The suave Savoy Hotel is back.
The landmark on the Strand near the River Thames has been closed for three years because of a massive renovation that went way over budget, but it reopens Sunday with completely renovated rooms, suites, public areas, courtyard and gardens.
Designers have tried to keep elements of the hotel's distinctive Edwardian and art deco stylings while bringing everything up to date, and the owners have added an eight-room royal suite with an astronomical price tag of 10,000 pounds (nearly $16,000) per night.
The goal is to attract heads of state, wealthy Persian Gulf businessmen, and the very top stars of the entertainment world — the hotel has, after all, hosted the Beatles, Charlie Chaplin, John Wayne and Marilyn Monroe in the past.
Spokesman Brett Perkins said the public response to the reopening has been strong because so many people have emotional ties to the Savoy, one of the British capital's best known hotels.
"Everyone has a Savoy story," he said. "They were brought here as a child for tea, or their parents got married here, things like that. We are fully booked the first two nights and restaurant reservations are very strong."
The three-year project, with about 1,000 workers and craftsmen involved, ended up costing 220 million pounds, more than twice the initial 100 million pounds that had been planned.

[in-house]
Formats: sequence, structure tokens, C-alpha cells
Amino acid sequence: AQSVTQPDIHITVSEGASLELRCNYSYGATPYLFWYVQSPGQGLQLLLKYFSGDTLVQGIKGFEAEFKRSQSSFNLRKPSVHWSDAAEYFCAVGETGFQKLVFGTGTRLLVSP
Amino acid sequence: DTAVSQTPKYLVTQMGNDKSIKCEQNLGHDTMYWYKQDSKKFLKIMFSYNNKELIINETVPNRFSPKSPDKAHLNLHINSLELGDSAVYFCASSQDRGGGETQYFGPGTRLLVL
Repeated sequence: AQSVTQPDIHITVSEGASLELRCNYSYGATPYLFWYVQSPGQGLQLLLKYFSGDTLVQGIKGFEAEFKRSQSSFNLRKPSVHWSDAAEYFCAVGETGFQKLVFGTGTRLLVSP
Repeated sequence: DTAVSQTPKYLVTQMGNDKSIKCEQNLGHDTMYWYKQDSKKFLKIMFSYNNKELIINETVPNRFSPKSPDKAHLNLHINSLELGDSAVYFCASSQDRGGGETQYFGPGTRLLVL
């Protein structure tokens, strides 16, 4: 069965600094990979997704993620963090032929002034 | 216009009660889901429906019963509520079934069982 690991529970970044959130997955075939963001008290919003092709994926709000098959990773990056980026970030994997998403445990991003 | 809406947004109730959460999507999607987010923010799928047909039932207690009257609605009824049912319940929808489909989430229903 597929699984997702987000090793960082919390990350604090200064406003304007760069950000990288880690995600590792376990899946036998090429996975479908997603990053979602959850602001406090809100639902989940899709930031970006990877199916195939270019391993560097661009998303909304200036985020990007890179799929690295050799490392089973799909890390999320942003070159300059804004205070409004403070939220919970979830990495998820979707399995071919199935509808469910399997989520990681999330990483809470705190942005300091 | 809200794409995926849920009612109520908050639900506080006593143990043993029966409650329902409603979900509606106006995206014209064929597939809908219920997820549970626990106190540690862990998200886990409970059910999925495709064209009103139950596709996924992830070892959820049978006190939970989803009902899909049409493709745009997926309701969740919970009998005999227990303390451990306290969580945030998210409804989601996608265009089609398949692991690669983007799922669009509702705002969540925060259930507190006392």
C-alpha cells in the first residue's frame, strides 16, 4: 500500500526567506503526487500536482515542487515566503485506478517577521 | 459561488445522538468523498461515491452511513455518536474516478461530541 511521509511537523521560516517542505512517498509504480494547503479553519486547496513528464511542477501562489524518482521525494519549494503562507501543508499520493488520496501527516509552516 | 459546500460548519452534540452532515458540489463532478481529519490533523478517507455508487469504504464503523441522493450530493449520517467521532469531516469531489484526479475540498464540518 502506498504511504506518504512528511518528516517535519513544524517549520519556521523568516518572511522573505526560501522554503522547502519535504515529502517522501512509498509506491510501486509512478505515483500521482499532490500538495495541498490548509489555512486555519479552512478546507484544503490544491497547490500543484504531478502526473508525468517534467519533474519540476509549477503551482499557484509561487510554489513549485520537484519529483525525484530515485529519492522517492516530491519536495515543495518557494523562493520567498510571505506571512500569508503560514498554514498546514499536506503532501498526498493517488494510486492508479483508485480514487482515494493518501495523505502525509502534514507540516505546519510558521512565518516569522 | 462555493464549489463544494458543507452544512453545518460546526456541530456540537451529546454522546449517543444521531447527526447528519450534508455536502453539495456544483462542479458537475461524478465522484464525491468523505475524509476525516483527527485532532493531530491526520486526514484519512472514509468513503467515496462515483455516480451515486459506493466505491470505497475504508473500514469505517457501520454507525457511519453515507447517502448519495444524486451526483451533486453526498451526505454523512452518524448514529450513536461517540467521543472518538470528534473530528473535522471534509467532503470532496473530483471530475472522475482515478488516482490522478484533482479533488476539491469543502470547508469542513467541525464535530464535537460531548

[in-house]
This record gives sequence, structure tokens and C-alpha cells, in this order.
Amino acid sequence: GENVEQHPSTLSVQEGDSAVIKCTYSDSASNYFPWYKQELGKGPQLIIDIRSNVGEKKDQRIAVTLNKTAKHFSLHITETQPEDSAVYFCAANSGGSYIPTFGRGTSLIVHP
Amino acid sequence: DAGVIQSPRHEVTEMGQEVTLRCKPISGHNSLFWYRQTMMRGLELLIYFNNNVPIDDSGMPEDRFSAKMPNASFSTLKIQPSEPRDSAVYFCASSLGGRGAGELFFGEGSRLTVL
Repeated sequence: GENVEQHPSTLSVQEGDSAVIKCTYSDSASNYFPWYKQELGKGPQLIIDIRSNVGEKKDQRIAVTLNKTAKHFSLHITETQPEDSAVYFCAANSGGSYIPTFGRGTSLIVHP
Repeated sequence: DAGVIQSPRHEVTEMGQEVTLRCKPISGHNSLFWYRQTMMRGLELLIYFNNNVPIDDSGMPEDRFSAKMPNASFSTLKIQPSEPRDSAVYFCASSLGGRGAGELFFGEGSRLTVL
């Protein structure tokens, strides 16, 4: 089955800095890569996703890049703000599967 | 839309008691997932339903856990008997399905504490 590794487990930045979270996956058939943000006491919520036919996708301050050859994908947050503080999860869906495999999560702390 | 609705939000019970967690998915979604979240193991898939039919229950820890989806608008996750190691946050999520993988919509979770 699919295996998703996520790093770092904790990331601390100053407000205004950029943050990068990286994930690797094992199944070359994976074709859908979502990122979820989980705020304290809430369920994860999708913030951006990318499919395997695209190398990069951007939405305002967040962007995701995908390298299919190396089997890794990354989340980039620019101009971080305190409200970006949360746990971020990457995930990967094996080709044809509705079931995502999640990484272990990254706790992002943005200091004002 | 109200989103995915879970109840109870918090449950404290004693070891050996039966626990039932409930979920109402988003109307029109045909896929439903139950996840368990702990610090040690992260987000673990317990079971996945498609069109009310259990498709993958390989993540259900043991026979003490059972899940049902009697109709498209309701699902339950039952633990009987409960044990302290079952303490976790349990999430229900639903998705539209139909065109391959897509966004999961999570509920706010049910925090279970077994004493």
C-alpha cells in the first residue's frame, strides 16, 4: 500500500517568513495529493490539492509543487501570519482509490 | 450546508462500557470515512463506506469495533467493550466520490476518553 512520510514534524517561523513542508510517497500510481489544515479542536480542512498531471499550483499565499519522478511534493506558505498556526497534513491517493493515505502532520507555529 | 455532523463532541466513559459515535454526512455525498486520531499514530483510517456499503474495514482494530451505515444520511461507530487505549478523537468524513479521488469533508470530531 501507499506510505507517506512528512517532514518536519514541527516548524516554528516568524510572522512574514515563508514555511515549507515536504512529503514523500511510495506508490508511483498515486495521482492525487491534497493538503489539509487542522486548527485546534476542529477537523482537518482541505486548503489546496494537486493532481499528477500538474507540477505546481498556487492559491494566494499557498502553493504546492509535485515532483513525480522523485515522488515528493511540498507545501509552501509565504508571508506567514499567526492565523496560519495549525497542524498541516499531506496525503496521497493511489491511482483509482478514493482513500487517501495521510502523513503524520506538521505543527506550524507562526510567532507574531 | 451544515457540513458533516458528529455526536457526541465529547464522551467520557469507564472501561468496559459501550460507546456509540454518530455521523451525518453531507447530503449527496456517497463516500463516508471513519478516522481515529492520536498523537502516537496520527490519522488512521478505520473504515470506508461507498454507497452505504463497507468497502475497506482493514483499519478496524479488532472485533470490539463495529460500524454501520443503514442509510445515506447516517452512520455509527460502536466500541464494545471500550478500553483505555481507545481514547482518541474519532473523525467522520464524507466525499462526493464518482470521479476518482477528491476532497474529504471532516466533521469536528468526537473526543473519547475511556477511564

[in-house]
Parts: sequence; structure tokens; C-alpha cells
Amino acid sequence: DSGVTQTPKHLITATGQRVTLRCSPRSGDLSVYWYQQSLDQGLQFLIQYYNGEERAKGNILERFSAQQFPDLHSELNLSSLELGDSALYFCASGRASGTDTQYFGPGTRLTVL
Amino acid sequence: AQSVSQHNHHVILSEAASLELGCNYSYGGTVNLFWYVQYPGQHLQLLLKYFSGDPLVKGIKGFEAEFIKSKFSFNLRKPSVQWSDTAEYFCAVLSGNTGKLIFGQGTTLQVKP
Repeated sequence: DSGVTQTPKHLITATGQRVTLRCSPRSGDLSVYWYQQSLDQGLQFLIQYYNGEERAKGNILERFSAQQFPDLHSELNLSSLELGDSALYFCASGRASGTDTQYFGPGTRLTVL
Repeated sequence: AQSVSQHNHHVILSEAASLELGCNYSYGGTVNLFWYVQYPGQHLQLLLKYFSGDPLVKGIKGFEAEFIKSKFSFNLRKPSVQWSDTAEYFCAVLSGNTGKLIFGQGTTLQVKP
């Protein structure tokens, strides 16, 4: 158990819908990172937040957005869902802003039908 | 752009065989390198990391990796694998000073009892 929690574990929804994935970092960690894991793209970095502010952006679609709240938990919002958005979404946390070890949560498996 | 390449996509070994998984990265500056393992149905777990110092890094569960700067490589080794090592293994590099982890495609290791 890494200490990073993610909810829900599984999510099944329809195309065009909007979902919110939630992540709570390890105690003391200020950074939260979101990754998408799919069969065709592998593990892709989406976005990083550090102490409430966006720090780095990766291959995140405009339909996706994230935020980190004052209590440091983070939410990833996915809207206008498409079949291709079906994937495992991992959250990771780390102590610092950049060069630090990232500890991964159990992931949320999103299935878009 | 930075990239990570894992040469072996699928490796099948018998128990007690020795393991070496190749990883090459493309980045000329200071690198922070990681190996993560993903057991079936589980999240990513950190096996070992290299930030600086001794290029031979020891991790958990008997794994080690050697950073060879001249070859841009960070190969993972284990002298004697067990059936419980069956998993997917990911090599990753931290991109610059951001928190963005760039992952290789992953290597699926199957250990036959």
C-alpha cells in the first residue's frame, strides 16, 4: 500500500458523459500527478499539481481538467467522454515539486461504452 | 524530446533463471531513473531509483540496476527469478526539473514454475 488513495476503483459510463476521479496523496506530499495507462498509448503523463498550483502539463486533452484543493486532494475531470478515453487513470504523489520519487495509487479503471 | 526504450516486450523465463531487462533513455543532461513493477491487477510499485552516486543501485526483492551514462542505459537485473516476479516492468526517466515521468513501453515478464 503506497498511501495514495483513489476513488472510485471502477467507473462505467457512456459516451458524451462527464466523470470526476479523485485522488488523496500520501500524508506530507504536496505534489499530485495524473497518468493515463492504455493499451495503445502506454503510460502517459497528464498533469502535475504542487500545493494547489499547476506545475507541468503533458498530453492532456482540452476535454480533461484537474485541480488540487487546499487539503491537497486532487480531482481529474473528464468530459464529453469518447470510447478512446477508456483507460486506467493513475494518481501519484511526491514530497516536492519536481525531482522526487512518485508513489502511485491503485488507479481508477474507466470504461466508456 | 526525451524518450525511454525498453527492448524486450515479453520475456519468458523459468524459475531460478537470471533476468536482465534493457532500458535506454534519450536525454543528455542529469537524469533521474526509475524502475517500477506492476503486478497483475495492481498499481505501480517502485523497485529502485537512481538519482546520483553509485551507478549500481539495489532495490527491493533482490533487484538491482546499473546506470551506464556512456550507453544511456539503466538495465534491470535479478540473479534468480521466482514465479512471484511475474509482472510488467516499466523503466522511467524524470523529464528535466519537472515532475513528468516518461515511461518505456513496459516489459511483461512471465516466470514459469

"It wasn't until the guests left that we pulled down the walls and discovered the true state of the building," Perkins said. "Some things hadn't been touched for 120 years. We stripped it and put in new wiring, new plumbing, a new sprinkler system, a lot of behind-the-scenes things that a guest won't necessarily see, and the essential services that a five-star hotel requires."
Virtually the entire hotel — opened in 1889 — has been refurbished. Room rates will start at about 350 pounds ($560).
With its prime location and posh restaurants, including the popular Savoy Grill, the hotel has been closely interwoven with British history. Wartime Prime Minister Winston Churchill was a frequent visitor, and Queen Elizabeth II and Princess Diana attended gala Savoy events.
Singer Bob Dylan also stayed at the hotel during the early phases of his long career and filmed one of the earliest music videos in an alley next to the hotel.
The Savoy has a tie to the fine arts — French impressionist Claude Monet painted from its balconies, and American painter Whistler also produced works at the hotel — and it has maintained a "writer in residence" program that periodically gives literary figures free lodging for a few months.
Author Michael Morpurgo, known for "War Horse" and dozens of other works, was the last writer-in-residence before the renovation. He said Friday he is looking forward to seeing the hotel open again.
"It was part of the heart of London that was closed for three years," he said. "London without the Savoy is not London. It's an iconic hotel, part of history. All of these people from all over the world have stayed there, whether they're artists or writers or actors, and it's filled with their ghosts and memories. It's an extraordinary place."